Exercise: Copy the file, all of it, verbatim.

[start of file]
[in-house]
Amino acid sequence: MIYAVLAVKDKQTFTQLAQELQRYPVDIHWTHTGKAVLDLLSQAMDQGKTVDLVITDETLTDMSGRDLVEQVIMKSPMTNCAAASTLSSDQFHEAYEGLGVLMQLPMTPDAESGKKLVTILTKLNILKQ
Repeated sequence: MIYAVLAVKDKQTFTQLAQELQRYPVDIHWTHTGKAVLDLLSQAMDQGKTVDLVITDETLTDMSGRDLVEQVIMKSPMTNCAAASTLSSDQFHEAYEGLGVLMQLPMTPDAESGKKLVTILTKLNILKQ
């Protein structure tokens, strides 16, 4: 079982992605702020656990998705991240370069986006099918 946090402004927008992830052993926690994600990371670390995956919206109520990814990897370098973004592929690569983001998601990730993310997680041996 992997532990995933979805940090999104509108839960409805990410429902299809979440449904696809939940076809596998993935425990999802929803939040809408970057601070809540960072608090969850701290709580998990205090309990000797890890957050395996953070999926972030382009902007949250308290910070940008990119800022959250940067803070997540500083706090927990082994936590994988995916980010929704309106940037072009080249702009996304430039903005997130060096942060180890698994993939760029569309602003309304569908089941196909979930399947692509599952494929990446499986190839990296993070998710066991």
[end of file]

[in-house]
Amino acid sequence: MIYAVLAVKDKQTFTQLAQELQRYPVDIHWTHTGKAVLDLLSQAMDQGKTVDLVITDETLTDMSGRDLVEQVIMKSPMTNCAAASTLSSDQFHEAYEGLGVLMQLPMTPDAESGKKLVTILTKLNILKQ
Repeated sequence: MIYAVLAVKDKQTFTQLAQELQRYPVDIHWTHTGKAVLDLLSQAMDQGKTVDLVITDETLTDMSGRDLVEQVIMKSPMTNCAAASTLSSDQFHEAYEGLGVLMQLPMTPDAESGKKLVTILTKLNILKQ
């Protein structure tokens, strides 16, 4: 079982992605702020656990998705991240370069986006099918 946090402004927008992830052993926690994600990371670390995956919206109520990814990897370098973004592929690569983001998601990730993310997680041996 992997532990995933979805940090999104509108839960409805990410429902299809979440449904696809939940076809596998993935425990999802929803939040809408970057601070809540960072608090969850701290709580998990205090309990000797890890957050395996953070999926972030382009902007949250308290910070940008990119800022959250940067803070997540500083706090927990082994936590994988995916980010929704309106940037072009080249702009996304430039903005997130060096942060180890698994993939760029569309602003309304569908089941196909979930399947692509599952494929990446499986190839990296993070998710066991």